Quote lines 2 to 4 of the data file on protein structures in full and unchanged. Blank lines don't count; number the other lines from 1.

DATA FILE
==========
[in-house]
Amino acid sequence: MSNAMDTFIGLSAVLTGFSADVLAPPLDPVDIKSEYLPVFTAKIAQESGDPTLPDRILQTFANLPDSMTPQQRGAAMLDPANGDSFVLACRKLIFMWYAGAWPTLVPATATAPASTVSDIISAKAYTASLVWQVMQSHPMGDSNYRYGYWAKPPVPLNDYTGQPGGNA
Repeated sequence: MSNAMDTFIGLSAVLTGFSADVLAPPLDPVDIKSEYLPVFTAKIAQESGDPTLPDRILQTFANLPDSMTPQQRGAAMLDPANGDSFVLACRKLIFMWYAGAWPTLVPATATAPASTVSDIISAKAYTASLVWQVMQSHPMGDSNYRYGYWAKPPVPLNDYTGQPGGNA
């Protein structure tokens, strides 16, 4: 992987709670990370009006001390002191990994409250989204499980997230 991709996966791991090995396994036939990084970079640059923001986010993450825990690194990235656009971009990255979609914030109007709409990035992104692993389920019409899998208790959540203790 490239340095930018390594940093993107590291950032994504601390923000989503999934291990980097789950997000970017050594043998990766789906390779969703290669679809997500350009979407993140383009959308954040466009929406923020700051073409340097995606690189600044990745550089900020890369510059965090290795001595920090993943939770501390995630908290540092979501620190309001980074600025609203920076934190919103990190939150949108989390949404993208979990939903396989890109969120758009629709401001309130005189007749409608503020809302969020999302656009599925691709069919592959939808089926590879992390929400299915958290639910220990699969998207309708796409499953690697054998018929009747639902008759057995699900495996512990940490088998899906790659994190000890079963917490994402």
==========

Amino acid sequence: MSNAMDTFIGLSAVLTGFSADVLAPPLDPVDIKSEYLPVFTAKIAQESGDPTLPDRILQTFANLPDSMTPQQRGAAMLDPANGDSFVLACRKLIFMWYAGAWPTLVPATATAPASTVSDIISAKAYTASLVWQVMQSHPMGDSNYRYGYWAKPPVPLNDYTGQPGGNA
Repeated sequence: MSNAMDTFIGLSAVLTGFSADVLAPPLDPVDIKSEYLPVFTAKIAQESGDPTLPDRILQTFANLPDSMTPQQRGAAMLDPANGDSFVLACRKLIFMWYAGAWPTLVPATATAPASTVSDIISAKAYTASLVWQVMQSHPMGDSNYRYGYWAKPPVPLNDYTGQPGGNA
């Protein structure tokens, strides 16, 4: 992987709670990370009006001390002191990994409250989204499980997230 991709996966791991090995396994036939990084970079640059923001986010993450825990690194990235656009971009990255979609914030109007709409990035992104692993389920019409899998208790959540203790 490239340095930018390594940093993107590291950032994504601390923000989503999934291990980097789950997000970017050594043998990766789906390779969703290669679809997500350009979407993140383009959308954040466009929406923020700051073409340097995606690189600044990745550089900020890369510059965090290795001595920090993943939770501390995630908290540092979501620190309001980074600025609203920076934190919103990190939150949108989390949404993208979990939903396989890109969120758009629709401001309130005189007749409608503020809302969020999302656009599925691709069919592959939808089926590879992390929400299915958290639910220990699969998207309708796409499953690697054998018929009747639902008759057995699900495996512990940490088998899906790659994190000890079963917490994402």